Trump Officials Ask Supreme Court To Block Order That Extends Census Counting

Oct 8, 2020
Originally published on October 8, 2020 5:18 am

Updated at 8:44 p.m. ET

The Trump administration is asking the Supreme Court to allow counting for the 2020 census to end soon.

In an emergency request on Wednesday, Acting Solicitor General Jeffrey Wall said that the Census Bureau must immediately wrap up its field operations, now that it's passed the bureau's internal target date of Oct. 5, in order to have a chance of meeting the legal deadline for delivering the first set of census results to President Trump by year's end.

"With October 5 having come and gone while the court of appeals was considering the stay application," Wall wrote, "every passing day exacerbates the serious risk that the district court's order to continue field operations and delay post processing will make it impossible for the Bureau to comply with the December 31 statutory reporting deadline."

The administration's move comes hours after a federal appeals court rejected its earlier attempt to block a lower court order that extended the counting timeline for the 2020 census in order to give the bureau more time to get an accurate count.

A three-judge panel of the 9th U.S. Circuit Court of Appeals found that missing the Dec. 31 reporting deadline "would likely not invalidate" the census numbers delivered to the president and that Congress could eventually step in to approve an extension after the numbers are handed off past the deadline, as lawmakers did for the national head counts from 1810 through 1840.

For now, the judges ruled, the tallying of the country's residents must keep going through Oct. 31.

The order by the 9th Circuit panel — which included Judges Susan Graber, William Fletcher and Marsha Berzon — did set aside part of the lower court order that had blocked the administration from trying to meet the Dec. 31 deadline, noting that it is wary of courts ordering a federal agency to miss a deadline required by law.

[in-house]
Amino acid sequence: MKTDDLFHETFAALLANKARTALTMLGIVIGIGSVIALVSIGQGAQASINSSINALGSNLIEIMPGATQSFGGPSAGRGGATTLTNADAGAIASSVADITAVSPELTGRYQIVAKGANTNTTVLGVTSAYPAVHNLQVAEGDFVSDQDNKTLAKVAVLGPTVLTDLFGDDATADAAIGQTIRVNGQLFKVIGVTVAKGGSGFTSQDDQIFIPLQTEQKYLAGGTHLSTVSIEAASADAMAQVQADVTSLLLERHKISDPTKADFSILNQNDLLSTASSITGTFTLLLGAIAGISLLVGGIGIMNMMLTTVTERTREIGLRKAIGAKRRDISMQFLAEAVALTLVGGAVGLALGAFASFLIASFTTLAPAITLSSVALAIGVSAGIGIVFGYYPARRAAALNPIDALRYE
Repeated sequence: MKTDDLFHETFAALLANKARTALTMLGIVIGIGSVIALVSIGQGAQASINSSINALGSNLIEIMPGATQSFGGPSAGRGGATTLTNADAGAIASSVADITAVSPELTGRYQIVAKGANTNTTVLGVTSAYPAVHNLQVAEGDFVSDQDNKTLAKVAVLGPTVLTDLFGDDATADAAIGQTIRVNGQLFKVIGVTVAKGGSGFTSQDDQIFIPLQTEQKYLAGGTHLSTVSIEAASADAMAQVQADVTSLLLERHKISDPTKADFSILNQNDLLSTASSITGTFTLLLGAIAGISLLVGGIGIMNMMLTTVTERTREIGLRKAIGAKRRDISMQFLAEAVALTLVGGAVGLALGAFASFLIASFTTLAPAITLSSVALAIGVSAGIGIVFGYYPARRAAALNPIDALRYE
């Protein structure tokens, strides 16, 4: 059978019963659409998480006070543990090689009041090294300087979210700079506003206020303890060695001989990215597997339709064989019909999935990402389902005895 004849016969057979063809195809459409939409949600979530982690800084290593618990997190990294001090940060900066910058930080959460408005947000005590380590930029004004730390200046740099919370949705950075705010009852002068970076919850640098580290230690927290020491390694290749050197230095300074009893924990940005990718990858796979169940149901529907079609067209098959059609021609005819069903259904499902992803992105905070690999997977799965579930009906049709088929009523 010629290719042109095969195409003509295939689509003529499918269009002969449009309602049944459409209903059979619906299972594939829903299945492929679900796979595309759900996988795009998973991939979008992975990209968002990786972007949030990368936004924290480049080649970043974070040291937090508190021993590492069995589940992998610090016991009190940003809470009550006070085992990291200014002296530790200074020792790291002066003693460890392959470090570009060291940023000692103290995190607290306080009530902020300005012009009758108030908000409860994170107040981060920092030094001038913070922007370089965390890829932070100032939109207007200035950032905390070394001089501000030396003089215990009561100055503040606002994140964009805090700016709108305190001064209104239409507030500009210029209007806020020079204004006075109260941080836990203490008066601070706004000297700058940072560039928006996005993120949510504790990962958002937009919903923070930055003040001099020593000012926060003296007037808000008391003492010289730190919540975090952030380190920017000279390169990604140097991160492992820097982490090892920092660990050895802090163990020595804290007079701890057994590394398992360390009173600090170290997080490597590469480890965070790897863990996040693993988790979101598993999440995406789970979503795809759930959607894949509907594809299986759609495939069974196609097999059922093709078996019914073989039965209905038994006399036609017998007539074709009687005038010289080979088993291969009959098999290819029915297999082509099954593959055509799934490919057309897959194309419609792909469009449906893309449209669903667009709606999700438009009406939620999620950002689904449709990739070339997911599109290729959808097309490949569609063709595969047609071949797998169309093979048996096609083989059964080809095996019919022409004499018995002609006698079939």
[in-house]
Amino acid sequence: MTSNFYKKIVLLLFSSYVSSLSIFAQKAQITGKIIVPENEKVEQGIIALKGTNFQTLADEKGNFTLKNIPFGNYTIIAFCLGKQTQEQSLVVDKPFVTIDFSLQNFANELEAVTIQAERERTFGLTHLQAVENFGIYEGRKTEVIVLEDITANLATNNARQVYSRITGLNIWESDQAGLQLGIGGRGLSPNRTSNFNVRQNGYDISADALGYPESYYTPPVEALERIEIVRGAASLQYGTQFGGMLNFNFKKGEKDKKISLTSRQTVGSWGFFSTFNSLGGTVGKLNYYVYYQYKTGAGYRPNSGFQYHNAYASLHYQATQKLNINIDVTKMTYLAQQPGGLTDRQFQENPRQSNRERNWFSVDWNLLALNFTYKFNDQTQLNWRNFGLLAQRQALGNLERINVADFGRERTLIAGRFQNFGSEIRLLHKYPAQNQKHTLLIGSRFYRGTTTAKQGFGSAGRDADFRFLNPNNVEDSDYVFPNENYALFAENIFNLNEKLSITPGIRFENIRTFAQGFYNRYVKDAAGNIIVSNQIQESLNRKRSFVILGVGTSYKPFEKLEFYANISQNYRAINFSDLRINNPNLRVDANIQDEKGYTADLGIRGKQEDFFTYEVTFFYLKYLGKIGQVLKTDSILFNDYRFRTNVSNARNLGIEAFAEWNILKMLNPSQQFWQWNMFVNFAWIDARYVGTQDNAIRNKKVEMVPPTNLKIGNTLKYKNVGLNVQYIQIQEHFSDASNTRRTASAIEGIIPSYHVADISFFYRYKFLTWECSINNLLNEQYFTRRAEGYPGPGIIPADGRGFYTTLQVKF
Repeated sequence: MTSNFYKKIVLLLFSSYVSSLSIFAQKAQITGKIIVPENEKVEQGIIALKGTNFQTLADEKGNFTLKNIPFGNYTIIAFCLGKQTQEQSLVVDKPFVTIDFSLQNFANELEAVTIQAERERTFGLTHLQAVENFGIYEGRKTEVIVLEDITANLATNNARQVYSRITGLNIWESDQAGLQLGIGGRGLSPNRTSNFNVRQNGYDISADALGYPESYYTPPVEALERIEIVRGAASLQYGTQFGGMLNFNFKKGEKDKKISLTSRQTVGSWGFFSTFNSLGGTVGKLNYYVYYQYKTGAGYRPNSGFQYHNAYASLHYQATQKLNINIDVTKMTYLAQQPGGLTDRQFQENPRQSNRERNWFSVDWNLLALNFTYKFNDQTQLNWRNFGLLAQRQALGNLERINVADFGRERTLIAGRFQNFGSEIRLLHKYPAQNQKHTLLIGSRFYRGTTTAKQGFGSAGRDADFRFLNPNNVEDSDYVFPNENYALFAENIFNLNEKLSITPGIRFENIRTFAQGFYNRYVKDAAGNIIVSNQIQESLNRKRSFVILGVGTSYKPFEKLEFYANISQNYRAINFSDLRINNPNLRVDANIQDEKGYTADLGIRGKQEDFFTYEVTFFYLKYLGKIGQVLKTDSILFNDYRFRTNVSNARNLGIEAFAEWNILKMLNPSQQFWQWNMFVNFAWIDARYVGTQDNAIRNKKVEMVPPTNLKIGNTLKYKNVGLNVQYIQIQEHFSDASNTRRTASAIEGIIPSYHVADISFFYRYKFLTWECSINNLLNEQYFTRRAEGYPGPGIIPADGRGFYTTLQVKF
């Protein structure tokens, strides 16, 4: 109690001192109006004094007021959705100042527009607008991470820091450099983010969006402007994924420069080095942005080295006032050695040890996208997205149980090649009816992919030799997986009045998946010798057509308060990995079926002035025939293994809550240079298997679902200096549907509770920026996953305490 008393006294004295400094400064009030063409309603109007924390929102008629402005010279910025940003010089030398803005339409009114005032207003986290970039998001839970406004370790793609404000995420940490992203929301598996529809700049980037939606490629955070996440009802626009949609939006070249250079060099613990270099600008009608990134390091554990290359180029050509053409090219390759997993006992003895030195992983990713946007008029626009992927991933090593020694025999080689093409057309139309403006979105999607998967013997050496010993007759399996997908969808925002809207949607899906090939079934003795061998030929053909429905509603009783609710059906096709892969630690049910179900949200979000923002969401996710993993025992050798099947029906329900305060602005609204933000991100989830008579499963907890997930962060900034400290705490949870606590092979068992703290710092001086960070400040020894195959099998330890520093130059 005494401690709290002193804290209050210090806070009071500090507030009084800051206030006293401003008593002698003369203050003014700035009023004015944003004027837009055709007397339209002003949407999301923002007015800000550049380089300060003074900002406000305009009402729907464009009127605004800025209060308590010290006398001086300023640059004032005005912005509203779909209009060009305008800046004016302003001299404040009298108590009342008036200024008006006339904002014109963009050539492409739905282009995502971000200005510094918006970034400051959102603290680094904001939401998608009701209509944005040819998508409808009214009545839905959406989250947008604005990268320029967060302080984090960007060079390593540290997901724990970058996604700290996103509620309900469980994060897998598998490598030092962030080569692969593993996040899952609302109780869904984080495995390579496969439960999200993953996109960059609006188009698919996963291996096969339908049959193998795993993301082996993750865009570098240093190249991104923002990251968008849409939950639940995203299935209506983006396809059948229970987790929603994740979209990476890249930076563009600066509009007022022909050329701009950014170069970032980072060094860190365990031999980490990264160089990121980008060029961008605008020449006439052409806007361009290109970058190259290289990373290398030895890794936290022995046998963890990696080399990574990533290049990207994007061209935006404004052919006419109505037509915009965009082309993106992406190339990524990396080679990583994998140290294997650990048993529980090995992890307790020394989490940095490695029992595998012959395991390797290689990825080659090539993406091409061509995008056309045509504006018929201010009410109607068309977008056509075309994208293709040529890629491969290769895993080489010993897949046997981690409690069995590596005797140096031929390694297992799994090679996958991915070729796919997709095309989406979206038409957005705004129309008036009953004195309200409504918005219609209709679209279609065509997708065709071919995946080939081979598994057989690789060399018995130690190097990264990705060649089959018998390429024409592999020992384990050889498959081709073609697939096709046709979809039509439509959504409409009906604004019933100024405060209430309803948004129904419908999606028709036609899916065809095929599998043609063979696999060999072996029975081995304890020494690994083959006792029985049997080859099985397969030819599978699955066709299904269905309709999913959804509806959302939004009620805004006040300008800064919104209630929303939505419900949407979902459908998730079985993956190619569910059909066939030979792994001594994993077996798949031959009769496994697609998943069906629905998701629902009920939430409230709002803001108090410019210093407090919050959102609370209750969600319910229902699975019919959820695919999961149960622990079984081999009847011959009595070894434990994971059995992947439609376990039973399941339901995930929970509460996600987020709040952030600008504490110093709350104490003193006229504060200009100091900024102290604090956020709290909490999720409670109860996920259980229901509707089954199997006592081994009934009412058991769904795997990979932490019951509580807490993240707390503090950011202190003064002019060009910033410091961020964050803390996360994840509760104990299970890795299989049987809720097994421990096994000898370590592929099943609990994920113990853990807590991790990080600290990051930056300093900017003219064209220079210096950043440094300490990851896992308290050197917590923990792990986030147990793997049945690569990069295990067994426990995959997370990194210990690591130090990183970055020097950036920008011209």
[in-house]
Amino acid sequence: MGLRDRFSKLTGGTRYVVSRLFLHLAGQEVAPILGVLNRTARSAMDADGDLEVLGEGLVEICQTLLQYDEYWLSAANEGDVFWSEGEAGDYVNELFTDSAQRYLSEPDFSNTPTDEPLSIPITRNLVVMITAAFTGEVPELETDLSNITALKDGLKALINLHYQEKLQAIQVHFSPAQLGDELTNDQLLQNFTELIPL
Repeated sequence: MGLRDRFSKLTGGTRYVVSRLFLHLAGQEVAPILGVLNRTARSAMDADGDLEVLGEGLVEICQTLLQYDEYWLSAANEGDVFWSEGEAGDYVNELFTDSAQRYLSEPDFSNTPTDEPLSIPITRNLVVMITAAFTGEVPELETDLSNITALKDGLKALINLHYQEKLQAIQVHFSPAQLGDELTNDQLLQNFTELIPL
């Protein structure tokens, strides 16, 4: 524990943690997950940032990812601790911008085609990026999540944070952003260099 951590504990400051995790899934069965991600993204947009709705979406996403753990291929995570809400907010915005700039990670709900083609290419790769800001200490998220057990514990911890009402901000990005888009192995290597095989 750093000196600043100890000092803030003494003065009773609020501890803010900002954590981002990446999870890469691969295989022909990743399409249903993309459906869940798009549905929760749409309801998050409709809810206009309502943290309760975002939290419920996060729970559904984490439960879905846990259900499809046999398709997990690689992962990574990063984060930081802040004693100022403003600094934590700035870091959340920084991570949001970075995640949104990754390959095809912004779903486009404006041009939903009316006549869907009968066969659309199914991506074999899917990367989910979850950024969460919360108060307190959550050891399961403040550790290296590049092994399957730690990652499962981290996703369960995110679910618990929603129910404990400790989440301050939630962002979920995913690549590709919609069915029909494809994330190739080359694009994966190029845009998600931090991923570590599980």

The Census Bureau's associate director for the 2020 census, Al Fontenot, has said in a sworn statement that if field operations for the census continue past Oct. 5 — as they have — the bureau is not likely to produce "a complete and accurate census" by Dec. 31 because of time needed to process all of the data.

Career officials have warned that the bureau has already scaled back its plans for quality checks down to about three months and that cutting them down further would increase the risks for inaccuracy.

The 9th Circuit judges found that leaving the Dec. 31 date "as an aspiration will have no immediate impact."

"Perhaps the Bureau will find that with an extraordinary effort or changes in processing capacity, it is able to meet its deadline," the judges wrote. "Or the Department of Commerce may seek and receive a deadline extension from Congress. Or perhaps the Bureau will miss the deadline, as statement after statement by everyone from agency officials to the President has stated it would, due to the extraordinary circumstances of the pandemic."

The exact end date for this year's census counting has been seesawing for weeks. Last week, U.S. District Judge Lucy Koh issued a lower court order to clarify an earlier order that requires the bureau to stick with the longer schedule it had originally proposed in response to delays caused by the coronavirus pandemic. Under Koh's order, the bureau sent a mass text to census workers that said the bureau will keep collecting data through Oct. 31.

Since May, top career officials at the bureau have warned publicly that the agency can no longer deliver the latest state population counts to the president by the end of the year.

Those numbers are used to determine each state's share of the 435 seats in the House of Representatives, as well as votes in the Electoral College, for the next decade. Those are also the same numbers from which Trump wants to exclude unauthorized immigrants despite the Constitution's requirement to include the "whole number of persons in each state."

If the bureau delivers the state counts by Dec. 31, Trump would be able to attempt to make that unprecedented change to who counts when reapportioning House seats among the states, even if he does not win reelection.